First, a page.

I'm using CloudFlare CDN on my Rails 3.1 application. Cloudflare is a CDN that works at the DNS level. On the first hit to a static asset, CloudFlare loads it from your app then caches it in their CDN. Future requests for that asset load from the CDN instead of your app.

The problem I'm having is that if you set controller caching to true:

config.action_controller.perform_caching = true

it enables the Rack::Cache middleware. Since Rails sets a default cache control setting for static assets, those assets get written to the Rails.cache store. As a result my cache store (in my case redis) is being filled up with static assets with the url as the hash key.

Unfortunately, I can't turn off the static asset cache control headers without affecting how Cloudflare and my users' browsers cache the assets. I can't turn off controller caching or I lose page/action/fragment caching. Same result if I delete the Rack::Cache middleware.

Does anyone have any other ideas?

Update: I've opened a ticket on GitHub here.

  • When you say static assets do you mean just the files that Sprockets generates? – Devin M Aug 9 '11 at 23:01
  • Yes, I do. With the hash appended to the file names. – Jack Chu Aug 9 '11 at 23:06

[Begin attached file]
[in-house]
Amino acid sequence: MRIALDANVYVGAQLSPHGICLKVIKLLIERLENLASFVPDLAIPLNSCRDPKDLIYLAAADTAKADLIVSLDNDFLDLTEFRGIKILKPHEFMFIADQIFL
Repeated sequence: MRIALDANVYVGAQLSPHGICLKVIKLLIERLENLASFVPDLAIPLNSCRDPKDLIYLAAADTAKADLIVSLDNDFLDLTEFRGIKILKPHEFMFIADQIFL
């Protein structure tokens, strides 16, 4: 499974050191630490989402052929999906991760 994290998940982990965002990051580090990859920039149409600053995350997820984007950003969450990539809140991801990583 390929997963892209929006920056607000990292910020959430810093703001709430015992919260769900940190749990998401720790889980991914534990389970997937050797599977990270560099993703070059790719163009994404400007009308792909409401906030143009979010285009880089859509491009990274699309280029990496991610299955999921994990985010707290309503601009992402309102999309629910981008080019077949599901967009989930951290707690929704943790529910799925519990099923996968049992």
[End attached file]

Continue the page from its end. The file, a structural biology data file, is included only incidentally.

The original poster wanted to prevent static assets from getting into the general Rails cache, which led them to want to disable the Rack::Cache. Rather than doing this, the better solution is to configure Rack::Cache to use a separate cache than the general Rails cache.

Rack::Cache should be configured differently for entity storage vs meta storage. Rack::Cache has two different storage areas: meta and entity stores. The metastore keeps high level information about each cache entry including HTTP request and response headers. This area stores small chunks of data that is accessed at a high frequency. The entitystore caches the response body content which can be a relatively large amount of data though it is accessed less frequently than the metastore.

The below configuration caches the metastore info in memcached but the actual body of the assets to the file system.

Using memcached gem:

config.action_dispatch.rack_cache = {
  :metastore    => 'memcached://localhost:11211/meta',
  :entitystore  => 'file:tmp/cache/rack/body',
  :allow_reload => false

Using dalli gem

config.action_dispatch.rack_cache = {
  :metastore    => Dalli::Client.new,
  :entitystore  => 'file:tmp/cache/rack/body',
  :allow_reload => false

By the way this configuration is the recommendation for Heroku: https://devcenter.heroku.com/articles/rack-cache-memcached-static-assets-rails31

| improve this answer | |

After a lot of experimentation, I've ended up doing this in my config/application.rb:

if !Rails.env.development? && !Rails.env.test?
  config.middleware.insert_before Rack::Cache, Rack::Static, urls: [config.assets.prefix], root: 'public'

What this does is add a Rack::Static rack middleware before requests to Rack::Cache. The Rack::Static middleware serves up urls with a matching prefix to a root directory. Here I'm giving config.assets.prefix as my url prefix which defaults to '/assets.' I'm setting the root to the 'public' directory.